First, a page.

Ernest sources grapes from 15 different farmers in Sonoma County that represent 12 unique sites, totaling 24 acres of vines. Each site is a colder-climate locale that historically maintains lower air temperatures during the growing season compared to the rest of Sonoma. The goal is to maintain the diversity of each site’s climate and soil, the terroir.
Brooks, co-proprietor of Ernest Vineyards, grew up on a farm in rural Texas, and growing up running tractors and swinging hay bales. She graduated from Texas Tech with an English degree, and then began a career in sales and marketing in the software and communications industries. Today, Brooks oversees day-to-day sales and operations of Ernest and plans for all the label’s projects. She also is a storyteller for the Sonoma Coast region’s history and vineyards.
Todd and Erin are are deeply involved in the business, connecting with growers, interacting with distributors, and responding to customers. Just about the only thing the couple doesn’t do is make the wine — they leave that to Ernest’s winemaker and vineyard manager, Joseph Ryan.
Ryan grew up on a farm in Iowa learning about land stewardship at an early age. After college he worked as a skid-loader, movie projector operator, and bartender, among other jobs. It wasn’t until he started a two-year acting program in New York City that he met Lee Campbell, a well-known sommelier and natural wine advocate, that Ryan first took an interest in wine.
Before joining Ernest, he was assistant winegrower at Porter Creek, a family-run estate in the Russian River Valley. He also worked as director of grower relations for Flowers Winery.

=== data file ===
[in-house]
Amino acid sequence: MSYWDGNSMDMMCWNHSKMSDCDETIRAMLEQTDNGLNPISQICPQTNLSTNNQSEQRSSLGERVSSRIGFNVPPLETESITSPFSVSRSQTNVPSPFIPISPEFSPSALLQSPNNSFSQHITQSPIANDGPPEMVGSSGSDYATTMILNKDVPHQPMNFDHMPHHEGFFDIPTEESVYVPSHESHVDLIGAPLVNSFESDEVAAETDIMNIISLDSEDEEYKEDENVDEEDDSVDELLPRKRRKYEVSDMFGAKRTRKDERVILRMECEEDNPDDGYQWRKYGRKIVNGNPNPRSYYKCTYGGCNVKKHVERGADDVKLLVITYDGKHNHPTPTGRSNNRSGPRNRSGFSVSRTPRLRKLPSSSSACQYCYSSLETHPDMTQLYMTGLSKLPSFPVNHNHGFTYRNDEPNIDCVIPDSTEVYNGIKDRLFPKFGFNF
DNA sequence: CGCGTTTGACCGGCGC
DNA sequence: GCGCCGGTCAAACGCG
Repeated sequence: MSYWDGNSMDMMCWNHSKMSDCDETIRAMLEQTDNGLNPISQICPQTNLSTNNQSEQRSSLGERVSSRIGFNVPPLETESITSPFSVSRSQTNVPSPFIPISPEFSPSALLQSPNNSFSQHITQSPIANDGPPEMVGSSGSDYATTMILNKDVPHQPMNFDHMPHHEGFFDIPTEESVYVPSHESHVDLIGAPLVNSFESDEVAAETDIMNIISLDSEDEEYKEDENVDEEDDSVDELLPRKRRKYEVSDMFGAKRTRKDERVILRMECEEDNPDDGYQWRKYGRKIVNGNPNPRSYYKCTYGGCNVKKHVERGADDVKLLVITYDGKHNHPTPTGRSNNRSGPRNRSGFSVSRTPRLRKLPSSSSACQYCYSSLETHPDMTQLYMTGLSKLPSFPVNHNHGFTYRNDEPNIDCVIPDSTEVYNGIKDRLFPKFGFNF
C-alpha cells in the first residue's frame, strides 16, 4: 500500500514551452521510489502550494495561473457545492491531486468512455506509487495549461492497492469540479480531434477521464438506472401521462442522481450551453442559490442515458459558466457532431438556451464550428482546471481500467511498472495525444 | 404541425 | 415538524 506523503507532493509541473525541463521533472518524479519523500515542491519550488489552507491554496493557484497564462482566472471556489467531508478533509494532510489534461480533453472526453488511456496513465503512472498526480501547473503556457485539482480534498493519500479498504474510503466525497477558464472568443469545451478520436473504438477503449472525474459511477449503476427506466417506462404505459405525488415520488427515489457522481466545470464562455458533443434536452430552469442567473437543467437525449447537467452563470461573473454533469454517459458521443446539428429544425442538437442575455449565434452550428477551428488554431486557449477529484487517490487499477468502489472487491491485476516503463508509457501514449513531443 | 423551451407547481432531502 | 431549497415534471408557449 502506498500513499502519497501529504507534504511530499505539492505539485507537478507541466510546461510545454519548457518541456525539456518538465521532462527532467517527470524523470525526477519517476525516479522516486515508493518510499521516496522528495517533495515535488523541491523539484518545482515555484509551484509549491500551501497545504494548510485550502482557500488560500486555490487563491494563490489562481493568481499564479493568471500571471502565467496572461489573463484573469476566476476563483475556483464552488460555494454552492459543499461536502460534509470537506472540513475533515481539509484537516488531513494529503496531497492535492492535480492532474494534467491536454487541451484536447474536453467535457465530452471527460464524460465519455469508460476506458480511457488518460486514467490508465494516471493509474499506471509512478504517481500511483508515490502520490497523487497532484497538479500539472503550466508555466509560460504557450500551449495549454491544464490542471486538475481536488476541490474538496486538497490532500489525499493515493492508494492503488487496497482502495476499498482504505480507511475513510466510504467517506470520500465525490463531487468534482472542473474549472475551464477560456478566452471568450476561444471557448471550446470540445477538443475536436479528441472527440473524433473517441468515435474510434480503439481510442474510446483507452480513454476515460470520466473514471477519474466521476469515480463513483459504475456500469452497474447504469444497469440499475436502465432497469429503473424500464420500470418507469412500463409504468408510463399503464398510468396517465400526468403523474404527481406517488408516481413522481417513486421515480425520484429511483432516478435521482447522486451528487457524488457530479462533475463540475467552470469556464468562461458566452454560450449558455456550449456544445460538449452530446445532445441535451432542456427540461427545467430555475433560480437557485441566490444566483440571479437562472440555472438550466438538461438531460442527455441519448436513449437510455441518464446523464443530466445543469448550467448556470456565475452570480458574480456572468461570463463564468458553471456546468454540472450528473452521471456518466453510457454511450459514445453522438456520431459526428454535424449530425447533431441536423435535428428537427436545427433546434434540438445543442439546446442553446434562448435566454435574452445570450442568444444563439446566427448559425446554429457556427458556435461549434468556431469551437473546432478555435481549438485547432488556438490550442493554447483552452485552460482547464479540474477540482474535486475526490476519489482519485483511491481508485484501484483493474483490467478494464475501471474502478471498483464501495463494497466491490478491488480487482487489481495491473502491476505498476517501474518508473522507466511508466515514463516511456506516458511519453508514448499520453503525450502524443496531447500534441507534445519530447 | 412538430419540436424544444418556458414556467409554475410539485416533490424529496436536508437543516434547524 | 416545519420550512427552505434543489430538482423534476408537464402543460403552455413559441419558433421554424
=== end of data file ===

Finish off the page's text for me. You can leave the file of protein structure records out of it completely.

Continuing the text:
His dedication to the importance of soil is the foundation for his approach to vineyard management. He applies minimal intervention in his winemaking. Ryan shared, “It all starts in the vineyard. I work with the grapes as opposed to trying to make them work for me. Nothing is more humbling than nature and that helps keep my ego in check. I prefer to make decisions with the confidence that comes from thoughtfulness, experience, and having learned from past mistakes while being open to making others.”
Gottula noted, “In the mid-’90s [I started] getting into California Cabs. [But then] somebody tips you off to a different reality. [Sommelier] Eugenio Jardim said to me, ‘You don’t need that Cab, you need Burgundy.’ I don’t remember the exact wine, but I remember saying, ‘This, this is what I want to drink.’ I had collected a lot of great California Cabs and I sold them all.” Taking that lead from Gottula, under Ryan’s direction Ernest Vineyards’ house style skews toward Burgundy, with wines of high acid and low alcohol. The influence of oak is minimized in the élevage, with the goal of making balanced and smooth wines.